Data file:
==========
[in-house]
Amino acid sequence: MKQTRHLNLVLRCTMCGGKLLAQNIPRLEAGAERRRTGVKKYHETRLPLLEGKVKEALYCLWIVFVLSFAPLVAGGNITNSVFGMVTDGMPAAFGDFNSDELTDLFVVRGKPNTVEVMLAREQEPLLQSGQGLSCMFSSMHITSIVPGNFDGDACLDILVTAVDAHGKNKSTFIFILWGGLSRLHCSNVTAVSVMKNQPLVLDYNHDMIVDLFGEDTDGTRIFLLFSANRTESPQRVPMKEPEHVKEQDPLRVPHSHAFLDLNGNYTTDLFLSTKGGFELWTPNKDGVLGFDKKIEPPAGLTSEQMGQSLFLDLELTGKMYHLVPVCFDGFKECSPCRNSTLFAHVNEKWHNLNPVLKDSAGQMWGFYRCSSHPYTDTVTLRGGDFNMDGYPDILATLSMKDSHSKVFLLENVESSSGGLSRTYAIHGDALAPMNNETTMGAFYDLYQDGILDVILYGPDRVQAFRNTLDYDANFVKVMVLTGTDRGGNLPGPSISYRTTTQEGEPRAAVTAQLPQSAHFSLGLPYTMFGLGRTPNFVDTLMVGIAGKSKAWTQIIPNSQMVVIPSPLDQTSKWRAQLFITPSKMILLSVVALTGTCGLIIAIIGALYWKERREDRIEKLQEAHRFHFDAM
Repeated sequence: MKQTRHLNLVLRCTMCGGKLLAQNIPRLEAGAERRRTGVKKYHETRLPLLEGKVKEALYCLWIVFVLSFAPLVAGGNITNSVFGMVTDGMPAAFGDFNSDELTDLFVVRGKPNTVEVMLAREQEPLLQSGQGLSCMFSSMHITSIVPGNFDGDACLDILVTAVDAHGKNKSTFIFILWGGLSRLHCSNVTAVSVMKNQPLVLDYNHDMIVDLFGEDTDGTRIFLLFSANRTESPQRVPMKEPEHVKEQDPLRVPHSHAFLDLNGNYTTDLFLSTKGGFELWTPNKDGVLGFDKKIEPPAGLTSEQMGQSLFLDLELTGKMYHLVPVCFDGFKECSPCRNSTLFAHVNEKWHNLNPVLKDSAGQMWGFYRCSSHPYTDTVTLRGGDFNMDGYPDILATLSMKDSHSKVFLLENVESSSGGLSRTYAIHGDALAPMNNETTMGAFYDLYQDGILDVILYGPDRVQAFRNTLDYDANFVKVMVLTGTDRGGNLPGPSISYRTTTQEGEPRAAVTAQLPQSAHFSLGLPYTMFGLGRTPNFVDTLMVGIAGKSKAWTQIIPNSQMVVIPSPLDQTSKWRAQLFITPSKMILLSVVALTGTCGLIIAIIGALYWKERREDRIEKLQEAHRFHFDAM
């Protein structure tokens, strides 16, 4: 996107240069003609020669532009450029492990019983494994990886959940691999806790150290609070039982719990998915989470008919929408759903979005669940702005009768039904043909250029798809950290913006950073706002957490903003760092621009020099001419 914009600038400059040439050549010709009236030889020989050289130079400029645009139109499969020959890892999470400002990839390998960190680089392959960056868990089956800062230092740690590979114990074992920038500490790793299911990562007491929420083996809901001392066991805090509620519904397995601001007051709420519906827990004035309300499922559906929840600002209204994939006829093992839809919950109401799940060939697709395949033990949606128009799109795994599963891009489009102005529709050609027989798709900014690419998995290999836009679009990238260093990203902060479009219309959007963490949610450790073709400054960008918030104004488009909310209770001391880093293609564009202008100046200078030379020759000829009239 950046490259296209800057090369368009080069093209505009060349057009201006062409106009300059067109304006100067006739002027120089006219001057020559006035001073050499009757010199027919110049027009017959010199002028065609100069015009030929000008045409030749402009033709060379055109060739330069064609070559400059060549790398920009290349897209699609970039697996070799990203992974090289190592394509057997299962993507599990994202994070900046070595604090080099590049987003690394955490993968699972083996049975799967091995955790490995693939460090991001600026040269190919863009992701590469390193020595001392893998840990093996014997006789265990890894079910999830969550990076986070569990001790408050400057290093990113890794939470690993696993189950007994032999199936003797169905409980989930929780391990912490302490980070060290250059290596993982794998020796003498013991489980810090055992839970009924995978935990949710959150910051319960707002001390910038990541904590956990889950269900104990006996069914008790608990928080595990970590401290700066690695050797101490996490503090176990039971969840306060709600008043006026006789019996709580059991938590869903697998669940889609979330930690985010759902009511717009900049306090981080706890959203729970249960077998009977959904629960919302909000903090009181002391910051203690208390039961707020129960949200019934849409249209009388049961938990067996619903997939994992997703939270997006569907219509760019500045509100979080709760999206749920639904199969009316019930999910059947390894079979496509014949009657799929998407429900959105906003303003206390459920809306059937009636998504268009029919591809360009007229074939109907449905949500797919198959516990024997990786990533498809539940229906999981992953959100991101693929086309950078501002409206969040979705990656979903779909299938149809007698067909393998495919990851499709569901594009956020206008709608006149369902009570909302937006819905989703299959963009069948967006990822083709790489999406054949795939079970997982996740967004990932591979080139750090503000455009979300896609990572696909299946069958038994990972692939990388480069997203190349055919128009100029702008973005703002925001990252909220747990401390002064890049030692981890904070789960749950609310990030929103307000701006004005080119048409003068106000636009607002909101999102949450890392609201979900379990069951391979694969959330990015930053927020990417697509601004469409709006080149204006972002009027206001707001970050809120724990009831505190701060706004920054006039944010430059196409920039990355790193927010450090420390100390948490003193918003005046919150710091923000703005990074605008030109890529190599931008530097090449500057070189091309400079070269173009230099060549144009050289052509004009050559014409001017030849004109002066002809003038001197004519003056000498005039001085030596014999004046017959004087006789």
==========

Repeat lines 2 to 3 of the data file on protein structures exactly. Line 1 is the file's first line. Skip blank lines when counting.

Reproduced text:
Amino acid sequence: MKQTRHLNLVLRCTMCGGKLLAQNIPRLEAGAERRRTGVKKYHETRLPLLEGKVKEALYCLWIVFVLSFAPLVAGGNITNSVFGMVTDGMPAAFGDFNSDELTDLFVVRGKPNTVEVMLAREQEPLLQSGQGLSCMFSSMHITSIVPGNFDGDACLDILVTAVDAHGKNKSTFIFILWGGLSRLHCSNVTAVSVMKNQPLVLDYNHDMIVDLFGEDTDGTRIFLLFSANRTESPQRVPMKEPEHVKEQDPLRVPHSHAFLDLNGNYTTDLFLSTKGGFELWTPNKDGVLGFDKKIEPPAGLTSEQMGQSLFLDLELTGKMYHLVPVCFDGFKECSPCRNSTLFAHVNEKWHNLNPVLKDSAGQMWGFYRCSSHPYTDTVTLRGGDFNMDGYPDILATLSMKDSHSKVFLLENVESSSGGLSRTYAIHGDALAPMNNETTMGAFYDLYQDGILDVILYGPDRVQAFRNTLDYDANFVKVMVLTGTDRGGNLPGPSISYRTTTQEGEPRAAVTAQLPQSAHFSLGLPYTMFGLGRTPNFVDTLMVGIAGKSKAWTQIIPNSQMVVIPSPLDQTSKWRAQLFITPSKMILLSVVALTGTCGLIIAIIGALYWKERREDRIEKLQEAHRFHFDAM
Repeated sequence: MKQTRHLNLVLRCTMCGGKLLAQNIPRLEAGAERRRTGVKKYHETRLPLLEGKVKEALYCLWIVFVLSFAPLVAGGNITNSVFGMVTDGMPAAFGDFNSDELTDLFVVRGKPNTVEVMLAREQEPLLQSGQGLSCMFSSMHITSIVPGNFDGDACLDILVTAVDAHGKNKSTFIFILWGGLSRLHCSNVTAVSVMKNQPLVLDYNHDMIVDLFGEDTDGTRIFLLFSANRTESPQRVPMKEPEHVKEQDPLRVPHSHAFLDLNGNYTTDLFLSTKGGFELWTPNKDGVLGFDKKIEPPAGLTSEQMGQSLFLDLELTGKMYHLVPVCFDGFKECSPCRNSTLFAHVNEKWHNLNPVLKDSAGQMWGFYRCSSHPYTDTVTLRGGDFNMDGYPDILATLSMKDSHSKVFLLENVESSSGGLSRTYAIHGDALAPMNNETTMGAFYDLYQDGILDVILYGPDRVQAFRNTLDYDANFVKVMVLTGTDRGGNLPGPSISYRTTTQEGEPRAAVTAQLPQSAHFSLGLPYTMFGLGRTPNFVDTLMVGIAGKSKAWTQIIPNSQMVVIPSPLDQTSKWRAQLFITPSKMILLSVVALTGTCGLIIAIIGALYWKERREDRIEKLQEAHRFHFDAM